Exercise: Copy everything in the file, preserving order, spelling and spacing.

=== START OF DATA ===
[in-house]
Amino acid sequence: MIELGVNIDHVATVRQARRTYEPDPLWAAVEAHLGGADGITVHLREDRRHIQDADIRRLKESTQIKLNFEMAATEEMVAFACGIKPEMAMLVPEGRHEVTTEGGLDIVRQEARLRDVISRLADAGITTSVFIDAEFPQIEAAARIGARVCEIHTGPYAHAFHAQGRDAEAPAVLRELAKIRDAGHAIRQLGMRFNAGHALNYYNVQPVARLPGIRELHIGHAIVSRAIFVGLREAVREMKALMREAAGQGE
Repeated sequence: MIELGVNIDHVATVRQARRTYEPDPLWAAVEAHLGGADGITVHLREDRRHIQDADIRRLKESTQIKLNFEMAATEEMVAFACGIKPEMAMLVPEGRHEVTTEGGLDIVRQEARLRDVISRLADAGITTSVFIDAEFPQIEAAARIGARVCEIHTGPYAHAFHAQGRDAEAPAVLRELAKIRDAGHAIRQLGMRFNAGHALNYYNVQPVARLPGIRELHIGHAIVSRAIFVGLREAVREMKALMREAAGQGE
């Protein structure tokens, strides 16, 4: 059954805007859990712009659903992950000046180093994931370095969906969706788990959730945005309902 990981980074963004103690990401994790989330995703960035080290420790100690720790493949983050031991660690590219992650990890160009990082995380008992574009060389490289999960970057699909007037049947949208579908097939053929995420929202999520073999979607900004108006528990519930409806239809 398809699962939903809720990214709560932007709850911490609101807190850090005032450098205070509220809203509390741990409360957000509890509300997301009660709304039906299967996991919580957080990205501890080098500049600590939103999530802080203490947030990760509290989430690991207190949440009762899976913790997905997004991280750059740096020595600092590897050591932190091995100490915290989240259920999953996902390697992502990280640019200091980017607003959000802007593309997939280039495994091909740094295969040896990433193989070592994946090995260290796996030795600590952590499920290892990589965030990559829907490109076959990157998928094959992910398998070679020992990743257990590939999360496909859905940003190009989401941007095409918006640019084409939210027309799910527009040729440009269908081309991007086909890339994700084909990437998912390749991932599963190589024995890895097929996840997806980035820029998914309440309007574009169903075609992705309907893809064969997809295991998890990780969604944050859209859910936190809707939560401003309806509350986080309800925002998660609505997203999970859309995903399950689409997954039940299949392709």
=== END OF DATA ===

[in-house]
Amino acid sequence: MIELGVNIDHVATVRQARRTYEPDPLWAAVEAHLGGADGITVHLREDRRHIQDADIRRLKESTQIKLNFEMAATEEMVAFACGIKPEMAMLVPEGRHEVTTEGGLDIVRQEARLRDVISRLADAGITTSVFIDAEFPQIEAAARIGARVCEIHTGPYAHAFHAQGRDAEAPAVLRELAKIRDAGHAIRQLGMRFNAGHALNYYNVQPVARLPGIRELHIGHAIVSRAIFVGLREAVREMKALMREAAGQGE
Repeated sequence: MIELGVNIDHVATVRQARRTYEPDPLWAAVEAHLGGADGITVHLREDRRHIQDADIRRLKESTQIKLNFEMAATEEMVAFACGIKPEMAMLVPEGRHEVTTEGGLDIVRQEARLRDVISRLADAGITTSVFIDAEFPQIEAAARIGARVCEIHTGPYAHAFHAQGRDAEAPAVLRELAKIRDAGHAIRQLGMRFNAGHALNYYNVQPVARLPGIRELHIGHAIVSRAIFVGLREAVREMKALMREAAGQGE
């Protein structure tokens, strides 16, 4: 059954805007859990712009659903992950000046180093994931370095969906969706788990959730945005309902 990981980074963004103690990401994790989330995703960035080290420790100690720790493949983050031991660690590219992650990890160009990082995380008992574009060389490289999960970057699909007037049947949208579908097939053929995420929202999520073999979607900004108006528990519930409806239809 398809699962939903809720990214709560932007709850911490609101807190850090005032450098205070509220809203509390741990409360957000509890509300997301009660709304039906299967996991919580957080990205501890080098500049600590939103999530802080203490947030990760509290989430690991207190949440009762899976913790997905997004991280750059740096020595600092590897050591932190091995100490915290989240259920999953996902390697992502990280640019200091980017607003959000802007593309997939280039495994091909740094295969040896990433193989070592994946090995260290796996030795600590952590499920290892990589965030990559829907490109076959990157998928094959992910398998070679020992990743257990590939999360496909859905940003190009989401941007095409918006640019084409939210027309799910527009040729440009269908081309991007086909890339994700084909990437998912390749991932599963190589024995890895097929996840997806980035820029998914309440309007574009169903075609992705309907893809064969997809295991998890990780969604944050859209859910936190809707939560401003309806509350986080309800925002998660609505997203999970859309995903399950689409997954039940299949392709």